I can understand the anger and bitterness from leaders of our minority political parties. I am sure if they can meet Lazarus Chakwera, the Leader of Opposition in Parliament and president of the main opposition, the Malawi Congress Party, they would skin him alive.
Chakwera now needs to walk over his shoulders in fear of the ruling Democratic Progressive Party (DPP) and also in fear of his fellow opposition friends.
What Chakwera did last week was betrayal to say the least to his fellow opposition leaders although they are leading political parties with small or no following at all.
Well, before I go deeper with this issue, let me unveil Smoke and Thunder’s Man of the Year.
He is fearless, competent lawyer, intelligent and wise young man, a person who loves Malawi; he follows the pillars of patriotism, hard work and integrity.
He is none other than Ambokire Salimu.
Malawi is poor now and will ever be poor not because the country is poor but because of poor leadership because; its leaders take Malawians for granted, they campaign for positions and during the campaign, they use lies, blue lies, and canvass for votes.
This Salimu wanted to bring to a stop this culture of lies during campaign and wanted legislation in place that would have forced our leaders fulfil their electoral promises, their campaign promises.
Former president Bakili Muluzi promised during the 1994 political campaign that he would buy shoes for poor Malawians if voted into power.
The poor votes he did get, indeed, and ascended to power as His Excellency upon which he went back on his words and rhetorically asked: “Do I have shoe sizes for each one of you?”
Well that was 1994. Forward to 2014, President Peter Mutharika promised to trim presidential powers once voted into office. He promised to make the graft-busting body, make the Anti- Corruption Bureau independent and etc .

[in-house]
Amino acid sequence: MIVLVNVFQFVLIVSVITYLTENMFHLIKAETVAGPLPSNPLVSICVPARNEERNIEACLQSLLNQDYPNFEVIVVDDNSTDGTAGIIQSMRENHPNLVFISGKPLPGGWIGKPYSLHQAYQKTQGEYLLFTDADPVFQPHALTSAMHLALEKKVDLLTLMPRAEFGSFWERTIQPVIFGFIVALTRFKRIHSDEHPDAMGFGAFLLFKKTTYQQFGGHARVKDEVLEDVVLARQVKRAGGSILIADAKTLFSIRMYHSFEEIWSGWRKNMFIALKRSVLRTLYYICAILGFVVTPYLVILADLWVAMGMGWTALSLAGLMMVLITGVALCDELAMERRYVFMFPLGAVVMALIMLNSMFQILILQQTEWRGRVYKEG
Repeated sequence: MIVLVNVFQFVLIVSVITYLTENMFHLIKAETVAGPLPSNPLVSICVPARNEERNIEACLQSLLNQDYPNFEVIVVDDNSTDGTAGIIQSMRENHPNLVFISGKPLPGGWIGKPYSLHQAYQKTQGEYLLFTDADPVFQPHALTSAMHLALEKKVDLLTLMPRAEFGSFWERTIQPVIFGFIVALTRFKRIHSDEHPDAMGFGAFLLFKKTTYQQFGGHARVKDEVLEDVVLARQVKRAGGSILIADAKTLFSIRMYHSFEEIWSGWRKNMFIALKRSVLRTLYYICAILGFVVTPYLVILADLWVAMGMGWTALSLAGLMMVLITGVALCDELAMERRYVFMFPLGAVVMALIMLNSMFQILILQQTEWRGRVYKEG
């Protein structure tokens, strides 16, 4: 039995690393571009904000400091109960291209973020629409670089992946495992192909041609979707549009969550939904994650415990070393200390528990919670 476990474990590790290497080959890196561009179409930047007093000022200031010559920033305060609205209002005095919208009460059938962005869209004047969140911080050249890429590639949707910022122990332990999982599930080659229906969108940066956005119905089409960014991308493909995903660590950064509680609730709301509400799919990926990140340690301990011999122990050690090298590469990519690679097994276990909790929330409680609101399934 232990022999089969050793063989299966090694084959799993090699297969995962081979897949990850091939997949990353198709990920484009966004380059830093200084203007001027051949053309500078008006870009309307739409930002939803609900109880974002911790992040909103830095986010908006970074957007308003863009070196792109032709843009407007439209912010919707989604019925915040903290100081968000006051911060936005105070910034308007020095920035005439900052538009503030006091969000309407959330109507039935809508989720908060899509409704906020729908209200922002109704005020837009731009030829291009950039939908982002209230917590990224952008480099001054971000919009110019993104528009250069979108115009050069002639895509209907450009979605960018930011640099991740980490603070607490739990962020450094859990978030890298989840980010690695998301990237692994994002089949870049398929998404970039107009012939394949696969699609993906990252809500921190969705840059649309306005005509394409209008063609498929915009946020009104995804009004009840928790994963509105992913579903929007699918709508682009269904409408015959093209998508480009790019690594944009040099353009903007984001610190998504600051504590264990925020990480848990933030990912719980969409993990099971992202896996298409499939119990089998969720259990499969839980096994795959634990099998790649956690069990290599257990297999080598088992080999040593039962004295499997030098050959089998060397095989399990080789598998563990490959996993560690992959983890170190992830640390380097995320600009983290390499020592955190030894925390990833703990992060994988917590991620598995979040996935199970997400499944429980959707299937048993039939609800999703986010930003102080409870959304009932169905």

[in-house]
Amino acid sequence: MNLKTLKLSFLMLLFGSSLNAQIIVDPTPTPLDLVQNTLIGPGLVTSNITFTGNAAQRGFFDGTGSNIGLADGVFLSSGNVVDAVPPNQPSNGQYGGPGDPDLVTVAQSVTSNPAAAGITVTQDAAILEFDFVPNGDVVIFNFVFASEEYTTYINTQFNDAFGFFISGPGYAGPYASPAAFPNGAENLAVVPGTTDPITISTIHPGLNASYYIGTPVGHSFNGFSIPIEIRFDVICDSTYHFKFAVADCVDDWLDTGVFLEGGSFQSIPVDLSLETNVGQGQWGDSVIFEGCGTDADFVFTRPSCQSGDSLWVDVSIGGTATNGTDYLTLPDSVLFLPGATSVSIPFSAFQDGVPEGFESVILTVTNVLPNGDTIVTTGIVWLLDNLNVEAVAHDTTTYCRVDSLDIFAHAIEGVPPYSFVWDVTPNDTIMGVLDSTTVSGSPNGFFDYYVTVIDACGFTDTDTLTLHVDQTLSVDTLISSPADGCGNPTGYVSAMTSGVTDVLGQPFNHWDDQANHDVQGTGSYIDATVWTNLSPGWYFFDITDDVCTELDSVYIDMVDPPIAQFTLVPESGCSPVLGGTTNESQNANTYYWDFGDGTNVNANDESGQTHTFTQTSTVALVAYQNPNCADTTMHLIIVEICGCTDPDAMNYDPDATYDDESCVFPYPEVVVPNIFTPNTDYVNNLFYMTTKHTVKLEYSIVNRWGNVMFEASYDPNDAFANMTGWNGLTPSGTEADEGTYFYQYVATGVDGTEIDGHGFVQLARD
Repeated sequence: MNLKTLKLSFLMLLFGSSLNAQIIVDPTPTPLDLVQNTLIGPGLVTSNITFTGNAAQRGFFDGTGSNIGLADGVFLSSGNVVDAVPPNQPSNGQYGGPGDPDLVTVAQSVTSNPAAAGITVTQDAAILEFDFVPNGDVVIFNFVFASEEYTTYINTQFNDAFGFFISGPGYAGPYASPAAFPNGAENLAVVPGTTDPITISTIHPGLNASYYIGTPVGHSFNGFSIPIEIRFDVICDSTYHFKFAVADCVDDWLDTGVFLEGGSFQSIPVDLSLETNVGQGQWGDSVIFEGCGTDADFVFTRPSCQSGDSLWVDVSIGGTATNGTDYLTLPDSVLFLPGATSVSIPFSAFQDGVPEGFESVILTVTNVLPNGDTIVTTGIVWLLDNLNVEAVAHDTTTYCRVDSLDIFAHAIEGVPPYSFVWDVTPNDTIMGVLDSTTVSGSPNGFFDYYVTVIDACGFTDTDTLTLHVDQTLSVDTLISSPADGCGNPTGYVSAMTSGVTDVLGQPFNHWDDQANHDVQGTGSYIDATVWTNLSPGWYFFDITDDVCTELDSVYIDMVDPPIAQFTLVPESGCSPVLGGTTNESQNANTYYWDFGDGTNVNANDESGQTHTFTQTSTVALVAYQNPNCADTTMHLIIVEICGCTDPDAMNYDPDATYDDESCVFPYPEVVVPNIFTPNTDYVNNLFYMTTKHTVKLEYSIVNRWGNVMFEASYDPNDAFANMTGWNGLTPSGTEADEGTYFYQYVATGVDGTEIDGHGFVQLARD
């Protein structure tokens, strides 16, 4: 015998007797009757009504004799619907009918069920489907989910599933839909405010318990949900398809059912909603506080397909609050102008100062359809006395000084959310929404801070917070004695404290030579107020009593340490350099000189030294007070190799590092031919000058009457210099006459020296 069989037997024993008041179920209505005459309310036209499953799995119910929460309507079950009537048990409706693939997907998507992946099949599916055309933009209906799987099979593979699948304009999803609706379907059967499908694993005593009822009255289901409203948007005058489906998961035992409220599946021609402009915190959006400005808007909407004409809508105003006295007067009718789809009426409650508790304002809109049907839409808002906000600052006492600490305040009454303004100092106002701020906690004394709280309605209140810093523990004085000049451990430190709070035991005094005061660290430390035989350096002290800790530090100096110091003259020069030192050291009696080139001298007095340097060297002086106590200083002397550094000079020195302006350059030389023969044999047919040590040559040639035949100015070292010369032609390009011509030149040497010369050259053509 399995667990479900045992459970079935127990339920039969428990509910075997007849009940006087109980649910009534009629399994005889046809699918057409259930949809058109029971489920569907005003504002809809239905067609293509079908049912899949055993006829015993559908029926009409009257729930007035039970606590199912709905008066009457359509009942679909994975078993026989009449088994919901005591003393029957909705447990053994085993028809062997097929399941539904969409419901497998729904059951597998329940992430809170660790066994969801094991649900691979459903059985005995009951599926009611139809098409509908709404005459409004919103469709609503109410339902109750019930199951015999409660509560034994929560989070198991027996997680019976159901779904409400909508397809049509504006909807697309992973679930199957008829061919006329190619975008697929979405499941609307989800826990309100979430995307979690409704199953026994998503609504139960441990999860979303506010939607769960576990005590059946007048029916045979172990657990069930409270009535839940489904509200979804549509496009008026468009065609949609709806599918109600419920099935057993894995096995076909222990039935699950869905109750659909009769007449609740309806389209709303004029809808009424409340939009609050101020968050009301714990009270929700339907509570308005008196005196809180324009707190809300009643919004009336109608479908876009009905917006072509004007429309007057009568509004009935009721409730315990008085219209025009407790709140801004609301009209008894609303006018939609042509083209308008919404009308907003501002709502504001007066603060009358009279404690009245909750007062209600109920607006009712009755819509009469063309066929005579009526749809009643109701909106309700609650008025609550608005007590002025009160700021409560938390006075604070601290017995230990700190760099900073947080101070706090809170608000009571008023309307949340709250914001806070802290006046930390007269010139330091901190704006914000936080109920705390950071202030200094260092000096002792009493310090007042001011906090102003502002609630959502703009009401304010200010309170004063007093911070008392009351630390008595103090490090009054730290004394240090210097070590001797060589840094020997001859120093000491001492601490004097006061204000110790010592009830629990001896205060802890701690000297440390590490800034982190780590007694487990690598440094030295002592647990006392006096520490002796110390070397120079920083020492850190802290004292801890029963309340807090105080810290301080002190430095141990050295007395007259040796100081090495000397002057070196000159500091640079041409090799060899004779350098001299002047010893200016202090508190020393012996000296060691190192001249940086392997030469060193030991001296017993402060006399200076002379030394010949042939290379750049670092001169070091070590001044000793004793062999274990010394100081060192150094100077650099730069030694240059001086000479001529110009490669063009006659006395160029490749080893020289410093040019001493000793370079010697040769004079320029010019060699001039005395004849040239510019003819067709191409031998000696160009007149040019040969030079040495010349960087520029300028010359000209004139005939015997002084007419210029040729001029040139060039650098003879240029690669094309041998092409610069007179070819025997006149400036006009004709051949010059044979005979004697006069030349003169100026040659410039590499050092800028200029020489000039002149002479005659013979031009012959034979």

He is now in the presidential office and has refused to trim the presidential powers as he promised when he ran up and down Malawi, canvassing for votes.
His argument, senseless though it sounds, is that he wants to protect the office of the president.
The question is: When did he realise that this was a difficult because the of the president needed protection? Was he taking Malawians for fools?
Another is the issue of the Anti- Corruption Bureau (ACB). ACB is at its worst time ever; it is no longer discharging its duties as expected; there is infighting between the top leadership; morale among staff is extremely low forcing most staff to resign en masse.
Salimu might have noted all these and thought the only remedy is to have legislation that would force our leaders to fulfil their promises come rain or sunshine.
If we had this legislation in place, Mutharika would have trimmed his presidential powers, ACB would have been a vibrant and more useful constitutional office, the police would have been independent of any political influence so much that it would have been laughable to hear of law enforcers arresting people based on whatsapp chats.
For Muluzi, on his shoe for each poor person promise, I do not know if this would have landed him in prison.
Whatever, Salimu deserves to be the Man of the Year. He has driven sports cars in the streets of Blantyre, had some funny haircuts, he has played music and now he needs to be up on the shoulders of Malawians for his effort to protect unsuspecting ordinary Malawians.
Talking of leadership, Chakwera has shown that sometimes he cannot be trusted. No wonder, his fellow leaders in opposition are blaming him for hypocrisy.
According to Umodzi Party president John Chisi, 10 political parties, including the MCP, had agreed to hold a joint press conference in view of the current economic situation in the country.
The small political parties invited Chakwera to be with them but the opposition leader said he would not make it on that day because Parliament was meeting and as Leader of Opposition, he would not abandon Parliament business.
As the small political parties were holding their press conference, Chakwera was same time roaring, castigating the leadership of President Mutharika, calling it failed leadership, telling Mutharika, “Sir, you have failed.”
The Chakwera speech, in fact, was so powerful it shook the nation as it shook the ‘Mutharika Republic’ and its capital, ‘State House’.
But it drowned the voices of Sam Mpasu, Chisi and other leaders of small political parties who wanted their voices heard. Their press conference did not hit headlines but Chakwera’s press conference did.
This clearly showed that the opposition is fragmented; it should forget of unseating Mutharika from power in 2019 if this disunity continues among them! (Dickson Kashoti)